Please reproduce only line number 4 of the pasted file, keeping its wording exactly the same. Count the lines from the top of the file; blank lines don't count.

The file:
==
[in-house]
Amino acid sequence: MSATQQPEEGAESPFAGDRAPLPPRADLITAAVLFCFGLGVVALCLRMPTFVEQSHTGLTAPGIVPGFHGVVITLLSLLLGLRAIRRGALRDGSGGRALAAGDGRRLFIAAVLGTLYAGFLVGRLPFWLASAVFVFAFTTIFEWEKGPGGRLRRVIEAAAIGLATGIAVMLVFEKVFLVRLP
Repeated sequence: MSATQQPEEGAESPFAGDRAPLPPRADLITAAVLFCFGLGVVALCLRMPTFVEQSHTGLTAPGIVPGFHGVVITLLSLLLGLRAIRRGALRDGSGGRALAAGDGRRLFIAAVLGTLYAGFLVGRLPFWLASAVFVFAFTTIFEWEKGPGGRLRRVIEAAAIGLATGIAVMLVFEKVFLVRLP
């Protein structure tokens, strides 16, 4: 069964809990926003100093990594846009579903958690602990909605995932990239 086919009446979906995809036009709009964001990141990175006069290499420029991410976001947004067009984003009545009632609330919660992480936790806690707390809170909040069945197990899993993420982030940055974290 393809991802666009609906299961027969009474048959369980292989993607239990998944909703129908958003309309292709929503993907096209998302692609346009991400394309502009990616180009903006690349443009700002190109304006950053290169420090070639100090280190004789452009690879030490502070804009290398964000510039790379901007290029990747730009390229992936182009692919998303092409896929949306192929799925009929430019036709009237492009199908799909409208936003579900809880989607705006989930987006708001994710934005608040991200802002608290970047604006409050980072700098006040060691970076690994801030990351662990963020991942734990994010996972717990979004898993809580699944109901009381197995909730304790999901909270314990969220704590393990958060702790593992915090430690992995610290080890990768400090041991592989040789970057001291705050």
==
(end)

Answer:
């Protein structure tokens, strides 16, 4: 069964809990926003100093990594846009579903958690602990909605995932990239 086919009446979906995809036009709009964001990141990175006069290499420029991410976001947004067009984003009545009632609330919660992480936790806690707390809170909040069945197990899993993420982030940055974290 393809991802666009609906299961027969009474048959369980292989993607239990998944909703129908958003309309292709929503993907096209998302692609346009991400394309502009990616180009903006690349443009700002190109304006950053290169420090070639100090280190004789452009690879030490502070804009290398964000510039790379901007290029990747730009390229992936182009692919998303092409896929949306192929799925009929430019036709009237492009199908799909409208936003579900809880989607705006989930987006708001994710934005608040991200802002608290970047604006409050980072700098006040060691970076690994801030990351662990963020991942734990994010996972717990979004898993809580699944109901009381197995909730304790999901909270314990969220704590393990958060702790593992915090430690992995610290080890990768400090041991592989040789970057001291705050």